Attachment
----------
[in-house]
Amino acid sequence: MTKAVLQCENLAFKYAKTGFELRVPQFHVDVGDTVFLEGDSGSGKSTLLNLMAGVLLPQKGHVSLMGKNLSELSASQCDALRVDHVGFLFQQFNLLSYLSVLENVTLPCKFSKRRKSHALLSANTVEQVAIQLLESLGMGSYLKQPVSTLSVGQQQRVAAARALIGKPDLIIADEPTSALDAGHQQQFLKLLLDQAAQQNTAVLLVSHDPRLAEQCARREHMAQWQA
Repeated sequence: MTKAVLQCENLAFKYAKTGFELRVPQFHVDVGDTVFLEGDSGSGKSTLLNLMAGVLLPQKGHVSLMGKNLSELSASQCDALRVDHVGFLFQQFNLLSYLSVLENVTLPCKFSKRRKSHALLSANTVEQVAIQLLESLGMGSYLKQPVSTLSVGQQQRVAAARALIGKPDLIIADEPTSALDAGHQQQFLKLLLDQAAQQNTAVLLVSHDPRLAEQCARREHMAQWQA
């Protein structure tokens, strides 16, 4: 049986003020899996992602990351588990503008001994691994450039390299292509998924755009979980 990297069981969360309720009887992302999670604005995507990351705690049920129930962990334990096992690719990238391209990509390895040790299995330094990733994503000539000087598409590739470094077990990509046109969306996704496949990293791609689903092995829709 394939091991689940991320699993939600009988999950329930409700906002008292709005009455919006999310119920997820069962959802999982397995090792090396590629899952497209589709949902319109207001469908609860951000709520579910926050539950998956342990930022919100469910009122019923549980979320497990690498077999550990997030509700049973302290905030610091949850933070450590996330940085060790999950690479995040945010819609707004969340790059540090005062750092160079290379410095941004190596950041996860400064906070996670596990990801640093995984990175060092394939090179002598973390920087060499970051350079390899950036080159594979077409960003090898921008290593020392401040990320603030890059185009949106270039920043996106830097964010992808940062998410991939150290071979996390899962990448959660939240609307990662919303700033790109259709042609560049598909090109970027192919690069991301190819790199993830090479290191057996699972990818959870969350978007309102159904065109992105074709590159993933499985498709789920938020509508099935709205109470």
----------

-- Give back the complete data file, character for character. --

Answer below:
[in-house]
Amino acid sequence: MTKAVLQCENLAFKYAKTGFELRVPQFHVDVGDTVFLEGDSGSGKSTLLNLMAGVLLPQKGHVSLMGKNLSELSASQCDALRVDHVGFLFQQFNLLSYLSVLENVTLPCKFSKRRKSHALLSANTVEQVAIQLLESLGMGSYLKQPVSTLSVGQQQRVAAARALIGKPDLIIADEPTSALDAGHQQQFLKLLLDQAAQQNTAVLLVSHDPRLAEQCARREHMAQWQA
Repeated sequence: MTKAVLQCENLAFKYAKTGFELRVPQFHVDVGDTVFLEGDSGSGKSTLLNLMAGVLLPQKGHVSLMGKNLSELSASQCDALRVDHVGFLFQQFNLLSYLSVLENVTLPCKFSKRRKSHALLSANTVEQVAIQLLESLGMGSYLKQPVSTLSVGQQQRVAAARALIGKPDLIIADEPTSALDAGHQQQFLKLLLDQAAQQNTAVLLVSHDPRLAEQCARREHMAQWQA
């Protein structure tokens, strides 16, 4: 049986003020899996992602990351588990503008001994691994450039390299292509998924755009979980 990297069981969360309720009887992302999670604005995507990351705690049920129930962990334990096992690719990238391209990509390895040790299995330094990733994503000539000087598409590739470094077990990509046109969306996704496949990293791609689903092995829709 394939091991689940991320699993939600009988999950329930409700906002008292709005009455919006999310119920997820069962959802999982397995090792090396590629899952497209589709949902319109207001469908609860951000709520579910926050539950998956342990930022919100469910009122019923549980979320497990690498077999550990997030509700049973302290905030610091949850933070450590996330940085060790999950690479995040945010819609707004969340790059540090005062750092160079290379410095941004190596950041996860400064906070996670596990990801640093995984990175060092394939090179002598973390920087060499970051350079390899950036080159594979077409960003090898921008290593020392401040990320603030890059185009949106270039920043996106830097964010992808940062998410991939150290071979996390899962990448959660939240609307990662919303700033790109259709042609560049598909090109970027192919690069991301190819790199993830090479290191057996699972990818959870969350978007309102159904065109992105074709590159993933499985498709789920938020509508099935709205109470």